In collaboration with Nicholas Quennell of the landscape firm of Quennell Rothschild Associates and HOK/TCA, Associated Architects for the New York Hospital, she designed a sculptural roof installation, East River Roundabout, for the new East River Park Pavilion at 60th Street in New York City. In 1996 she inaugurated a new work for the New San Francisco Public Library – a functional and fantasy spiral stairs and a suspended “Cyclone Fragment”. The work required close collaboration with the library’s principal architect James Ingo Freed of Pei, Cobb, Freed and Partners. Concurrently, she opened a new suspended sculpture for the Sacramento Convention Center in California. This work is approximately 200 feet long and showcases suspended moving parts. Tuning Fork Oracle, a marble table assemblage for the courtyard of Mason Gross School of the Arts, Rutgers University, New Brunswick, New Jersey. She also completed an outdoor sculpture for the new town of Kattenbroek in the Netherlands and The Star Sifter, a large architectural sculpture for the rotunda of the new Terminal One at JFK International Airport.
Aycock installed a suspended work for the Philadelphia International Airport, US Airways; Terminal F. She completed an outdoor work for the University of South Florida, Tampa, and she installed a time-keeping courtyard sculpture for the new Police Headquarters in Dallas, TX. In the summer of 2003 she installed a suspended sculpture for the Rowland State Government Center in Waterbury, CT, and in 2004, a GSA commission for the entrance to the Fallon Building in the City of Baltimore, MD. In 2005 she installed a suspended work for the Bill Bradley Sports and Recreation Center, Ramapo College in Mahwah, New Jersey. Projects completed in 2007 include Strange Attractor for Kansas City, Kansas City International Airport Long Term Parking Facility, Missouri; Ghost Ballet for the East Bank Machineworks, Nashville, Tennessee and The Uncertainty of Ground State Fluctuations for the Center of Clayton, Missouri. In 2008 she installed On the Interaction of Particles of Thought, a suspended sculpture for the new Library at Tunxis Community College in Farmington, Connecticut and a floating pool sculpture for the new Central Broward Regional Park County, Florida. An outdoor sculpture for the Johnson-Ward Pedestrian Mall at the University of Tennessee, Knoxville was built in the summer of 2009 as well as a new work for Weber State University, Utah, titled, Entangling/Disentangling Space. An interior relief sculpture was installed in 2010 for Western Connecticut State University, Danbury, CT. A permanent public artwork will be completed in 2012 at the Washington Dulles International Airport, Washington, D.C, as well as a permanent interior work for Michigan State University, East Lansing, MI.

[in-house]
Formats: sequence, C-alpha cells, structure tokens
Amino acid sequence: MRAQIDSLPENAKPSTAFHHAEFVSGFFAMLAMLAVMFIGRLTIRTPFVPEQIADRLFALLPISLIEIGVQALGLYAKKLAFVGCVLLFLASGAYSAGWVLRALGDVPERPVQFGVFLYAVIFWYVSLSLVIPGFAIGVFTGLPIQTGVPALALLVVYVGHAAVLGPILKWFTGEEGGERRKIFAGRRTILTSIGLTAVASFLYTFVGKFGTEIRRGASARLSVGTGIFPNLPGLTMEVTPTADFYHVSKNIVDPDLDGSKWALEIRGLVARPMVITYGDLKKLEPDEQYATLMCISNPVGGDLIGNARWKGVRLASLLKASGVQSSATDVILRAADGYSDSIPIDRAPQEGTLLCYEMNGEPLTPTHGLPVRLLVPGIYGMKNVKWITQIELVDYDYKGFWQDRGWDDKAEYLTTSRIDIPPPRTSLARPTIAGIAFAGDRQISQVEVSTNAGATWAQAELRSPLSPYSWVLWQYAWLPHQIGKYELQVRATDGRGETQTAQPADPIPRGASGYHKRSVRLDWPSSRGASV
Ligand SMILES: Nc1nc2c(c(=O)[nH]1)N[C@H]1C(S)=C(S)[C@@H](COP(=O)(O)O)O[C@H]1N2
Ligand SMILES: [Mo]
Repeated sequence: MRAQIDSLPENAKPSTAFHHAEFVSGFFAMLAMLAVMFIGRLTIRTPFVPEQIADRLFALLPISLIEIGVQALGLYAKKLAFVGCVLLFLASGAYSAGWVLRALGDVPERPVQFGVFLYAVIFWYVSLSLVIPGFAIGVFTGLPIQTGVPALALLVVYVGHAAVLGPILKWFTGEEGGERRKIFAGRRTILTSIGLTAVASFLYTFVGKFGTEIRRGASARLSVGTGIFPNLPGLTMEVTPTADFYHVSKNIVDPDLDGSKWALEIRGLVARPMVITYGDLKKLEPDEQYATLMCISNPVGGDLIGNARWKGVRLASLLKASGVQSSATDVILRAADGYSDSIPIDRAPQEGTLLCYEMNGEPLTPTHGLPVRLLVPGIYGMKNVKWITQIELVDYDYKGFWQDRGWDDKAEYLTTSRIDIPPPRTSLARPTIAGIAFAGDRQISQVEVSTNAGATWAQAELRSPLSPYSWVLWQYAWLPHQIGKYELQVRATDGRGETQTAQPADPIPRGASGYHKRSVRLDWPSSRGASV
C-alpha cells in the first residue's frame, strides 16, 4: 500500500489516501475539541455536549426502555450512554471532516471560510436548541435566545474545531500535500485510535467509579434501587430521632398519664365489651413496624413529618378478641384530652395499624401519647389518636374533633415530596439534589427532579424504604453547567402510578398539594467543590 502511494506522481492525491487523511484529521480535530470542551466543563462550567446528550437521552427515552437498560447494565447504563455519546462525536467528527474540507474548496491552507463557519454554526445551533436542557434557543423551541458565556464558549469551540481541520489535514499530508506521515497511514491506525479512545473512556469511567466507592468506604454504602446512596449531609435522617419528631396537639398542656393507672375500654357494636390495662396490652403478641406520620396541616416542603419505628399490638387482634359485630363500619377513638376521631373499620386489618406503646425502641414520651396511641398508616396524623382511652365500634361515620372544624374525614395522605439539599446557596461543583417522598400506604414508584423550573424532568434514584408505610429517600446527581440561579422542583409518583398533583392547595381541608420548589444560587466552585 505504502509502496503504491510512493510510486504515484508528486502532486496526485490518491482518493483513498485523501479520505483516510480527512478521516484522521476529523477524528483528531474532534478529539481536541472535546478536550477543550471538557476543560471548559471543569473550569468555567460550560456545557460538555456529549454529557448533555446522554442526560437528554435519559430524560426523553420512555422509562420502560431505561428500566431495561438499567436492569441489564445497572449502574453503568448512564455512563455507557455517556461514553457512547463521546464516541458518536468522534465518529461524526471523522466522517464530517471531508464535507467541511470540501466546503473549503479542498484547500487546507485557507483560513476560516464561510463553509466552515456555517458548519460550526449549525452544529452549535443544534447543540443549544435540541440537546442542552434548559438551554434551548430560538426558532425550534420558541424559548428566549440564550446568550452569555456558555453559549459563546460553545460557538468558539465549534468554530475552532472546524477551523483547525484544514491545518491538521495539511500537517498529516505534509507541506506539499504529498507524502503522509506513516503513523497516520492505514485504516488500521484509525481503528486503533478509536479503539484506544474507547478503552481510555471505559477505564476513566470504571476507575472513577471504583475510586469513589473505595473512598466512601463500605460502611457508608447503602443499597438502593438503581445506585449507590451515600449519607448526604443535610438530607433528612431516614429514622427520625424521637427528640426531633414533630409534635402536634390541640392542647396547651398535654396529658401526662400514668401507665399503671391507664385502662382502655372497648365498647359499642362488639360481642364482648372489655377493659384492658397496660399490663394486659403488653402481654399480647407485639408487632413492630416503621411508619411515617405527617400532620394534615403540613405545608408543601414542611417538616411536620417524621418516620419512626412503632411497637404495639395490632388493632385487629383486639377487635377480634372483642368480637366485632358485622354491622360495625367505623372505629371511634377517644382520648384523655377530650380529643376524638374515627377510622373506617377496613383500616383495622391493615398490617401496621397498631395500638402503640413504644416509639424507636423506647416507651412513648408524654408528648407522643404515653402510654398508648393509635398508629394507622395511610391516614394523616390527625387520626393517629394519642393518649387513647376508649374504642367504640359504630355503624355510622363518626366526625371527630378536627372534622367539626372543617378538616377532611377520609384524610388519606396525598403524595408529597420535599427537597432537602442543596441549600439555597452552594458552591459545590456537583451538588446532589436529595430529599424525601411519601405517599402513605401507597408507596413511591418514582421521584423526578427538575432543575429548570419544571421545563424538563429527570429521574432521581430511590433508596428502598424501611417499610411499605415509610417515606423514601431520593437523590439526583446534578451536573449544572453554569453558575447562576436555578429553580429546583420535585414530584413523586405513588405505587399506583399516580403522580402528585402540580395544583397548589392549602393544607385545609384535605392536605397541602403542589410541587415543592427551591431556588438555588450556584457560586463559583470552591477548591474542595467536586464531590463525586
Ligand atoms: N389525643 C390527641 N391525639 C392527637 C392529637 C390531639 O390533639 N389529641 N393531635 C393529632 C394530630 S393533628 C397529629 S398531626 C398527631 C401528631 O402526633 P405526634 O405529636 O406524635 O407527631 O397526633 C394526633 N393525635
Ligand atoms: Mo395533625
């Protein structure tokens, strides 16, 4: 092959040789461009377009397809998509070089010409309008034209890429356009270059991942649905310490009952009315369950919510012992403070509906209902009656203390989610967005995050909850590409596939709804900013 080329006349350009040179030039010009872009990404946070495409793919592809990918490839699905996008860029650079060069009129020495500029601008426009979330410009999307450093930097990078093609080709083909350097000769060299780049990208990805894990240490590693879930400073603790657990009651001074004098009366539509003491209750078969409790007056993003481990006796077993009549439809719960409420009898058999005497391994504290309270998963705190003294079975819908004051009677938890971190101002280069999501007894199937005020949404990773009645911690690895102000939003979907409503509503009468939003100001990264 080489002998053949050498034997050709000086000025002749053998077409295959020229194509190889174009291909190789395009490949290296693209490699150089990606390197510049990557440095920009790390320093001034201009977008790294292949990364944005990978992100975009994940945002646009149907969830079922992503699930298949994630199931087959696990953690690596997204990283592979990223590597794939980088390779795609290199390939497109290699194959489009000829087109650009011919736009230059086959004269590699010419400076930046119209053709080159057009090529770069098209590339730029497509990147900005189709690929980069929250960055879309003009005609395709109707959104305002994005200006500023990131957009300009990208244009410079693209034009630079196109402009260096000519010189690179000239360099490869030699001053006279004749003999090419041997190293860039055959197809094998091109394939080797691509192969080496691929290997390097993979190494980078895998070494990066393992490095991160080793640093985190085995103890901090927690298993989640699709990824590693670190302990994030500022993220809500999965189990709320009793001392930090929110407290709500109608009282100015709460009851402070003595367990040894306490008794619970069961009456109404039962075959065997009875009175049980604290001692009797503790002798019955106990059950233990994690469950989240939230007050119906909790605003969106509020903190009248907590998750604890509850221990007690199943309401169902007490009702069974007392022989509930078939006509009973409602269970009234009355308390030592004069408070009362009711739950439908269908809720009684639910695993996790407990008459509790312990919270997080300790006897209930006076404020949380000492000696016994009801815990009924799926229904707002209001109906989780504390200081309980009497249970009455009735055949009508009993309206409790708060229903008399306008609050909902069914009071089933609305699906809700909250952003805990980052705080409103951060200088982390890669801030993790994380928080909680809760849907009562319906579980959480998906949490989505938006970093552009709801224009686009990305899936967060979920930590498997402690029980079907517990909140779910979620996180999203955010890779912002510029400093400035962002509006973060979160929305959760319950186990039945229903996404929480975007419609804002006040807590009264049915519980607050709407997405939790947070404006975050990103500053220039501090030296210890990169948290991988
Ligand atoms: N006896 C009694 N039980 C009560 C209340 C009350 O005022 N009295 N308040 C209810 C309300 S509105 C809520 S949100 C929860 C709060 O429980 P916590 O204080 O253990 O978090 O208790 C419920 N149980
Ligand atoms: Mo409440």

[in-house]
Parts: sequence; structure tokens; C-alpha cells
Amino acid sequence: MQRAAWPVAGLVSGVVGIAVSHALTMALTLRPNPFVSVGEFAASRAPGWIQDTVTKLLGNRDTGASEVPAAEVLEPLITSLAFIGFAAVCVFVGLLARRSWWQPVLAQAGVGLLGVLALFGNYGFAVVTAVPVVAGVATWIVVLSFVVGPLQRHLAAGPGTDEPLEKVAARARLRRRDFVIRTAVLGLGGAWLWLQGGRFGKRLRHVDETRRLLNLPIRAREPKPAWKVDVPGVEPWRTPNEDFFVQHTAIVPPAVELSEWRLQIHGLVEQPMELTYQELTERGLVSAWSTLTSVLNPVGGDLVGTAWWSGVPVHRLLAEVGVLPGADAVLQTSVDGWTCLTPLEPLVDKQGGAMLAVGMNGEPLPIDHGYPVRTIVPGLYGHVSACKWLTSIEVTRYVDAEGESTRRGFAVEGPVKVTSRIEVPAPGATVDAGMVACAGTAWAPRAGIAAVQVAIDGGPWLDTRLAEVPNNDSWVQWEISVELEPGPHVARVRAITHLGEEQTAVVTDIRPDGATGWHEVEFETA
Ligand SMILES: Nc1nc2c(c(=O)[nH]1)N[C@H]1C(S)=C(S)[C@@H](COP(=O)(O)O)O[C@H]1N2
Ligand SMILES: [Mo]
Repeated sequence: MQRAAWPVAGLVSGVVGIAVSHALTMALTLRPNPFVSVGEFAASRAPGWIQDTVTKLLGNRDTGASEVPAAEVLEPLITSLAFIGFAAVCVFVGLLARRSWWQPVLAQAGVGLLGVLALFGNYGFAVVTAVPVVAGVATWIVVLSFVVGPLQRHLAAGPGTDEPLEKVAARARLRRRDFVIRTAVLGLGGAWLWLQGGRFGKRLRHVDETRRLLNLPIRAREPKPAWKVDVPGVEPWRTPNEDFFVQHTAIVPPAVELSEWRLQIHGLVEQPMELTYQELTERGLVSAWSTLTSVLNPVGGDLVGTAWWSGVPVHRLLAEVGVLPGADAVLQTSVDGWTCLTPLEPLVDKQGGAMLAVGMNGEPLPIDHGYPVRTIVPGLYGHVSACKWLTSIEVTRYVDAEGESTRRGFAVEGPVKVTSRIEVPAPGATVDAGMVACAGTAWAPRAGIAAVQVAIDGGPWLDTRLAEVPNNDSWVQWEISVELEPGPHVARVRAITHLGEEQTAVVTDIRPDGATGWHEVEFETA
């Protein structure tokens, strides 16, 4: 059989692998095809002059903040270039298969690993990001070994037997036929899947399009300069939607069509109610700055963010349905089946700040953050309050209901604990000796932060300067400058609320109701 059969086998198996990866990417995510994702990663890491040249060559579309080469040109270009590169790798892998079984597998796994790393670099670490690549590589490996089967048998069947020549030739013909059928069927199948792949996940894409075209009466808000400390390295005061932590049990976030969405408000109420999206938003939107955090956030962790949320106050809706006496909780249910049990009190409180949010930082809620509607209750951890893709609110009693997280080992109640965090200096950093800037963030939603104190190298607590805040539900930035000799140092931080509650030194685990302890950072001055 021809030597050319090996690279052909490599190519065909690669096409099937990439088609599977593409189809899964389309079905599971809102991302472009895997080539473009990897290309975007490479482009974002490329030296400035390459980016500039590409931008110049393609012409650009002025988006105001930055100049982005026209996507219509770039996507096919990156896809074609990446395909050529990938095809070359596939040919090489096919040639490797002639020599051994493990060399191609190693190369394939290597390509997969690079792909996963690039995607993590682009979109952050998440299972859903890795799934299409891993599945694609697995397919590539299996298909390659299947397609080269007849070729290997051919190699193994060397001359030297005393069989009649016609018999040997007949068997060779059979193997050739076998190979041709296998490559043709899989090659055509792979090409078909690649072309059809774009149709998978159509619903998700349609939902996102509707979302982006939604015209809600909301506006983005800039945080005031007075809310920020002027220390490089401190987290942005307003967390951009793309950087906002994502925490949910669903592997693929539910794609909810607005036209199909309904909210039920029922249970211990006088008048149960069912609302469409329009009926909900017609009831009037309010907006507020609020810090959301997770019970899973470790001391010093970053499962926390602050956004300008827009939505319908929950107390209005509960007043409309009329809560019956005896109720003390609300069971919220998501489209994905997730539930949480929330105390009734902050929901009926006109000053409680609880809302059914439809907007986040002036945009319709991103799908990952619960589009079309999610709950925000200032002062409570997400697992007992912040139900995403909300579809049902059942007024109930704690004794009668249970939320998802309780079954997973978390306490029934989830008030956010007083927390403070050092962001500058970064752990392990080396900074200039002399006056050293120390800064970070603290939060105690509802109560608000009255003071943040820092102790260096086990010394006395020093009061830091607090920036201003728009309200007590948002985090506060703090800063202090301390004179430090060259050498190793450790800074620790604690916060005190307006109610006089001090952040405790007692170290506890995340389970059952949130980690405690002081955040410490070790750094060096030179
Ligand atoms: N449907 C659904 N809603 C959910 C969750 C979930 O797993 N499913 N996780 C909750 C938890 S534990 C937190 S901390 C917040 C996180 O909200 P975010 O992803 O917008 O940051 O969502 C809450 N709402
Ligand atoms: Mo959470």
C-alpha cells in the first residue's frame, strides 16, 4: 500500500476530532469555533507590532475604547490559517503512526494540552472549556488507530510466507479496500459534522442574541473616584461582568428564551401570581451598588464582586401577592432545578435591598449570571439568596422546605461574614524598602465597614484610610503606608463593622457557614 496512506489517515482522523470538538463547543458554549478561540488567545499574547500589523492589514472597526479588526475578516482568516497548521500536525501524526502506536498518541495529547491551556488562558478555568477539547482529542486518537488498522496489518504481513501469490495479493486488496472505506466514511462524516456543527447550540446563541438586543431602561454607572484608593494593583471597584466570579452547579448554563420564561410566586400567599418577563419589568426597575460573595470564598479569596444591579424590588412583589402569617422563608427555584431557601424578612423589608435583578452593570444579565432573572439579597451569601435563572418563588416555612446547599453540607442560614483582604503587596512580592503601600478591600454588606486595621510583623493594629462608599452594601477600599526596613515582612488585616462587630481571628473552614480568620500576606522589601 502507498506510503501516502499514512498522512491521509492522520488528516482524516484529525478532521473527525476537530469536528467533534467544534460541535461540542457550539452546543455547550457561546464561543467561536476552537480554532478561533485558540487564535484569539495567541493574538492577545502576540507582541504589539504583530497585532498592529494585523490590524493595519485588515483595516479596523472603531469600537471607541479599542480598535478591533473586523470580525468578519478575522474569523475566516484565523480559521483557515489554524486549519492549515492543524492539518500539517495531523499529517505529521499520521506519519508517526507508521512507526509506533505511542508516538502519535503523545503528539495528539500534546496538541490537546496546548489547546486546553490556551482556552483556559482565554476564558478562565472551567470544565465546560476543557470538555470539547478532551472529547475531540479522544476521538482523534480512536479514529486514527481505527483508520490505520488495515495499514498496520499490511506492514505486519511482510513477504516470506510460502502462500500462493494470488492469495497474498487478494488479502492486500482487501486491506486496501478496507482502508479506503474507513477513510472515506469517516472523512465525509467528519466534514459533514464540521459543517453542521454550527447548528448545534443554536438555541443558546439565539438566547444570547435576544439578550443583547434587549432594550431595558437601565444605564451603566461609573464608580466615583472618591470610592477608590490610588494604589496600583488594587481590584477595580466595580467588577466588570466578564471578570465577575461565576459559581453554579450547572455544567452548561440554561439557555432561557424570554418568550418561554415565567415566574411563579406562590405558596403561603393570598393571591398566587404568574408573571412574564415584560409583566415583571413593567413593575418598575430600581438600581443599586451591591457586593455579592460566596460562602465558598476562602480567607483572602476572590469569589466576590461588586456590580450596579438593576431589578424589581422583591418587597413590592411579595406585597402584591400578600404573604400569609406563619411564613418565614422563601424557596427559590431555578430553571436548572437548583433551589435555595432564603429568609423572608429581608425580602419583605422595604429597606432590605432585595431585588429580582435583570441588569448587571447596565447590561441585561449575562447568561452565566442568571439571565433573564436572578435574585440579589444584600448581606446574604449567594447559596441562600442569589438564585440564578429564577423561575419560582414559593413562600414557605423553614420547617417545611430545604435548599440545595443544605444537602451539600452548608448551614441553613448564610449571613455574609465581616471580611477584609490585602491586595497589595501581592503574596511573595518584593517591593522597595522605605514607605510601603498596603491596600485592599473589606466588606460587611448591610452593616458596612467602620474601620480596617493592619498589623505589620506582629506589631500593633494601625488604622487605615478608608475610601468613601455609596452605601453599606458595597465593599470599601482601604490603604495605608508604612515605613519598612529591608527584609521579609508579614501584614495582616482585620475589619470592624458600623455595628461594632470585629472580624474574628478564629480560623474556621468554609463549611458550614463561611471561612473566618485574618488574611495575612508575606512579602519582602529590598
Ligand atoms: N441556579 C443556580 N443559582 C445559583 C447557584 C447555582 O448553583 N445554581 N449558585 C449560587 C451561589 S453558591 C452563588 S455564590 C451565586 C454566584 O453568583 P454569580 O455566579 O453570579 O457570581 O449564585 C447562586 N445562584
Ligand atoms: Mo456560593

Public Art Since 2000
In the summer of 2000 she constructed a new work for an exhibition of American Sculpture of the 20th century for the Principality of Monaco in Monte Carlo. In September of 2005 the MIT Press published the artist’s first hardcover monograph, entitled Alice Aycock, Sculpture and Projects, authored by Robert Hobbs. In 2008-9, the Museum of Modern Art exhibited her sculpture “Studies for a Town” as part of their permanent collection; the Whitney Museum of American Art exhibited her sculpture in the exhibition “Sites”. In 2009 she had a solo exhibition at the Salomon Contemporary Warehouse in Easthampton and at the Fredric Snitzer Gallery in Miami. She also had solo exhibitions at Galerie Thomas Schulte in Berlin in 2010 and 2011.